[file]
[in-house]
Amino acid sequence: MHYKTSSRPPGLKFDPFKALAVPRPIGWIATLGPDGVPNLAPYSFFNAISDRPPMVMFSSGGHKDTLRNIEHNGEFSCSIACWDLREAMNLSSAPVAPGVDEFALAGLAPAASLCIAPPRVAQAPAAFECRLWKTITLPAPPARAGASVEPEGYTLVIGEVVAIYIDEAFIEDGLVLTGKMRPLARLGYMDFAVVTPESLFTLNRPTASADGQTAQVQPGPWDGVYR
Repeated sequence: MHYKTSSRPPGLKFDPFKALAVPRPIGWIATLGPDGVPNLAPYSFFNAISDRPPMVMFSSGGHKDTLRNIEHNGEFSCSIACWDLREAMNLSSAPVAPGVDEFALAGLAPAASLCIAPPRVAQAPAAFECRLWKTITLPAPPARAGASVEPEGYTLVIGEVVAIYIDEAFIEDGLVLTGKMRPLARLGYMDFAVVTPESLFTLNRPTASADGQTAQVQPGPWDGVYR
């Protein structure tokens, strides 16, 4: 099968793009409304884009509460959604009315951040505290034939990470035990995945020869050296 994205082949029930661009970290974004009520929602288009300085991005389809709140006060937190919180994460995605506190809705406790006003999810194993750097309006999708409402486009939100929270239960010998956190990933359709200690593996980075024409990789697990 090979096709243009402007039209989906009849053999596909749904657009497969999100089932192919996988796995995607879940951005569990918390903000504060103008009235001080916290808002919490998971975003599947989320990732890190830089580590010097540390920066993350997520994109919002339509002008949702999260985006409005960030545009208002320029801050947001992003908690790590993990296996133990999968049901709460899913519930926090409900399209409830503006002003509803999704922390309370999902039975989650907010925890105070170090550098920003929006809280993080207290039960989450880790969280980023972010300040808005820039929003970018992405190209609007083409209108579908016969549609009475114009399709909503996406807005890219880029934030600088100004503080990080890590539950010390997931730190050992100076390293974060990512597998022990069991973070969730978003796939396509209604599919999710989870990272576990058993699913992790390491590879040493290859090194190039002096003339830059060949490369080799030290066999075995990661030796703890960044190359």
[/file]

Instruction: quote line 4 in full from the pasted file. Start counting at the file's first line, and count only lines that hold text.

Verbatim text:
């Protein structure tokens, strides 16, 4: 099968793009409304884009509460959604009315951040505290034939990470035990995945020869050296 994205082949029930661009970290974004009520929602288009300085991005389809709140006060937190919180994460995605506190809705406790006003999810194993750097309006999708409402486009939100929270239960010998956190990933359709200690593996980075024409990789697990 090979096709243009402007039209989906009849053999596909749904657009497969999100089932192919996988796995995607879940951005569990918390903000504060103008009235001080916290808002919490998971975003599947989320990732890190830089580590010097540390920066993350997520994109919002339509002008949702999260985006409005960030545009208002320029801050947001992003908690790590993990296996133990999968049901709460899913519930926090409900399209409830503006002003509803999704922390309370999902039975989650907010925890105070170090550098920003929006809280993080207290039960989450880790969280980023972010300040808005820039929003970018992405190209609007083409209108579908016969549609009475114009399709909503996406807005890219880029934030600088100004503080990080890590539950010390997931730190050992100076390293974060990512597998022990069991973070969730978003796939396509209604599919999710989870990272576990058993699913992790390491590879040493290859090194190039002096003339830059060949490369080799030290066999075995990661030796703890960044190359």